Cast-iron cookware needs cleaning after each use. Avoid dish soaps or other cleaners, and stick to boiling hot water. Use a plastic brush or pot scrubber to remove any stuck-on particles. After cleaning, coat the inside of the pot with vegetable oil, and set the cookware on a burner on low heat for 15 minutes. If the food on the cookware is too stuck to come off with vegetable oil, place the cookware on a burner over medium heat for 15 to 20 minutes until the stuck food is turned to ash. You can then gently scrub the debris off with a scouring pad, but avoid scratching the metal. Cookware that is cleaned in this manner requires seasoning again.
Cast-iron cookware will not cook correctly if it is not properly seasoned. Seasoning the cookware prevents food from sticking and keeps the cookware from rusting. To season cast-iron cookware, cover the entire pot with a thin layer of vegetable oil or shortening. Cover the lid as well if there is one. Do not leave excess oil sitting in the pot; distribute the oil evenly with a paper towel. Place the pot on a foil-lined baking sheet, and cook it at 350 degrees Fahrenheit for an hour. Stick to frying greasy foods the first few times you use new cookware to achieve a good seasoning.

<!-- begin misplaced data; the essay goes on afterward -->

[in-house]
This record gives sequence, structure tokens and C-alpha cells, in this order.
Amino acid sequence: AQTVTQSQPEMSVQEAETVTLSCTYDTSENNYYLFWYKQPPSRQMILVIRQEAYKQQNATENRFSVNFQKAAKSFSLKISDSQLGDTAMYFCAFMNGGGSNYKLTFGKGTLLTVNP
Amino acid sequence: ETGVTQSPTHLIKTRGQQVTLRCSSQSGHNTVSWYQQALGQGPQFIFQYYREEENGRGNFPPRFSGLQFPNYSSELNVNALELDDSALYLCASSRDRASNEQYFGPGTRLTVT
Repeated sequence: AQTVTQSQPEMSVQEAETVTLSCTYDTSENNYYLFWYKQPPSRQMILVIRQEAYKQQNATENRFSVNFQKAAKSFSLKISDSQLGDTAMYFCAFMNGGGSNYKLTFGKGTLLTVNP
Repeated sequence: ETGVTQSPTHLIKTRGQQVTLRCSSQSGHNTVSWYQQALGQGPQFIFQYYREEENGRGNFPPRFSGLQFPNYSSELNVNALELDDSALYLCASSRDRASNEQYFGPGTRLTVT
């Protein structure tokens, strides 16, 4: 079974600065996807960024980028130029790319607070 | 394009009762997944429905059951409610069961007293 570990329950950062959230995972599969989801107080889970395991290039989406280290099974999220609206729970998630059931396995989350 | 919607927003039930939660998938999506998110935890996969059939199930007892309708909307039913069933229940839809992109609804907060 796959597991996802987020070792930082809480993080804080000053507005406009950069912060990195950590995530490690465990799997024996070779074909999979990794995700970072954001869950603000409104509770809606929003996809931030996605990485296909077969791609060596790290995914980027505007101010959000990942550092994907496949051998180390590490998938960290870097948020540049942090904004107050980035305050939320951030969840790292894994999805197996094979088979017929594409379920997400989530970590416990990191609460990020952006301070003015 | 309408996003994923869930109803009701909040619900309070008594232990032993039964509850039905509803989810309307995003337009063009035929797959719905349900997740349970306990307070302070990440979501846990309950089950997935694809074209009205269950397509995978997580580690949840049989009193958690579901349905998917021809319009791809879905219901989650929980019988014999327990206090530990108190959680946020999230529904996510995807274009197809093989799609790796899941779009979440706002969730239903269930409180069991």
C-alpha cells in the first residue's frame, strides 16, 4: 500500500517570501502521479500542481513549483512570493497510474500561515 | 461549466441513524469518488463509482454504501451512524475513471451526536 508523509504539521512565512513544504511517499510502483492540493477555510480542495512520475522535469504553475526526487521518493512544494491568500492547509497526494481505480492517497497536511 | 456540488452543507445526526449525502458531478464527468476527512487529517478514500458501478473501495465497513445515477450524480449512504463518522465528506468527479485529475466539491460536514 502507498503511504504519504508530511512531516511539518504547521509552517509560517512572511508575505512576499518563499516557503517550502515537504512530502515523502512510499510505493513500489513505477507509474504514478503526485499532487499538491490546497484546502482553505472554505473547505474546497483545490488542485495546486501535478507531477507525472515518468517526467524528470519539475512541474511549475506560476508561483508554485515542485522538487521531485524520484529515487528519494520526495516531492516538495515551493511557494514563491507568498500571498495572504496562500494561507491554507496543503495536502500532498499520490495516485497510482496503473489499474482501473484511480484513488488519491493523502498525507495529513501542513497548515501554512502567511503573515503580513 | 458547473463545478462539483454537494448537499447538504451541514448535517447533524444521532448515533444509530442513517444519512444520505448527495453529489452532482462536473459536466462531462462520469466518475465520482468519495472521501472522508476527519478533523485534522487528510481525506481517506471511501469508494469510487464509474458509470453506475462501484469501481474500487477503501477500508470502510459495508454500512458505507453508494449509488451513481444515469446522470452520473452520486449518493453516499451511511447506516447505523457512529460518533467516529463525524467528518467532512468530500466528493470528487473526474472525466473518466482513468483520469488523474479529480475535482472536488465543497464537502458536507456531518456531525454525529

Storage and Upkeep
Store the cookware and the lids separately rather than placing the lids on the pots. Do not nest cookware inside of other cookware. Cast iron requires air circulation to prevent rusting or pitting. Also avoid storing food inside of cast iron cookware or the food will take on a metallic taste and will rust the cookware. Reseason the cookware any time that food begins to stick or when you notice signs of pitting or corrosion.